*spurperl has asked for the wisdom of the Perl Monks concerning the following question:*

Fellow monks,

Disclaimers:

* This is more a call-for-code-feedback than a question...

* Please mentally perform s/random/pseudo-random/ on this post

A weighted random generator is needed when events should happen at random, but some should have a higher probability of happening than others ("All animals are equal, but pigs are more equal than the others" ... Orwell). For example, I'd like to decide between 0, 1 and 2 randomly, with 0 and 1 having an equal chance to be chosen, and 2 having a chance that is twice higher.

The following code shows a function implementing this weighted random generator, with some test code. Please tell me what do you think about it... Any obvious slumps ? What about efficiency ?

Thanks in advance

Disclaimers:

* This is more a call-for-code-feedback than a question...

* Please mentally perform s/random/pseudo-random/ on this post

A weighted random generator is needed when events should happen at random, but some should have a higher probability of happening than others ("All animals are equal, but pigs are more equal than the others" ... Orwell). For example, I'd like to decide between 0, 1 and 2 randomly, with 0 and 1 having an equal chance to be chosen, and 2 having a chance that is twice higher.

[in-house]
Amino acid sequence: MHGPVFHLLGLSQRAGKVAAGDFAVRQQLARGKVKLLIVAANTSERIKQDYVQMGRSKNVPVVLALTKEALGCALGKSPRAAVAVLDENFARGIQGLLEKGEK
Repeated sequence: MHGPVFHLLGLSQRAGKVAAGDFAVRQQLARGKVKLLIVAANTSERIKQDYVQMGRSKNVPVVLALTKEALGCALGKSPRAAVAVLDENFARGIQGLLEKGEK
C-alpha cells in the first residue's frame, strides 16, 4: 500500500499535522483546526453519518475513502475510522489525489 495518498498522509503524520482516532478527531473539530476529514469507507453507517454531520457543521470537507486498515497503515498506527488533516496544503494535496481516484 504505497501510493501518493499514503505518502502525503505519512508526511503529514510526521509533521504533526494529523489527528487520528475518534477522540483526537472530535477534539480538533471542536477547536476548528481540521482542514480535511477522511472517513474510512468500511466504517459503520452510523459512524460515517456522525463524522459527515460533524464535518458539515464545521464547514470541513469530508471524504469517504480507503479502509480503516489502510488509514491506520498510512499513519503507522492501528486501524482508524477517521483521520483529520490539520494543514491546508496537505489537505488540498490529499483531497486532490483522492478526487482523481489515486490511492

The following code shows a function implementing this weighted random generator, with some test code. Please tell me what do you think about it... Any obvious slumps ? What about efficiency ?

Thanks in advance

#!/usr/local/bin/perl -w use strict; # Given an array of weights, chooses an array element # pseudo-randomly based on those weights. # # For example, given (1, 1.25, 3.6, 2) # The chance that the 2nd element will be chosen is # 3.6 times as large as the chance that the 0th element # will be chosen # sub choose_weighted { my @weights = @{$_[0]}; my $acc = 0; my @acc_arr; foreach (@weights) { $acc += $_; push(@acc_arr, $acc); } my $rand_val = $acc * rand; my $i = 0; ++$i while ($acc_arr[$i] <= $rand_val); return $i; } # Test code - just to prove that we get reasonable # distributions # # With the test array used below, $count[3] obviously # should be about twice as large as $count[1], etc... # my @ss = (1.75, 2, 3.6, 4); my @count = (0, 0, 0, 0); for (my $i = 0; $i < 500000; ++$i) { ++$count[choose_weighted(\@ss)]; } $, = "\n"; print @count;

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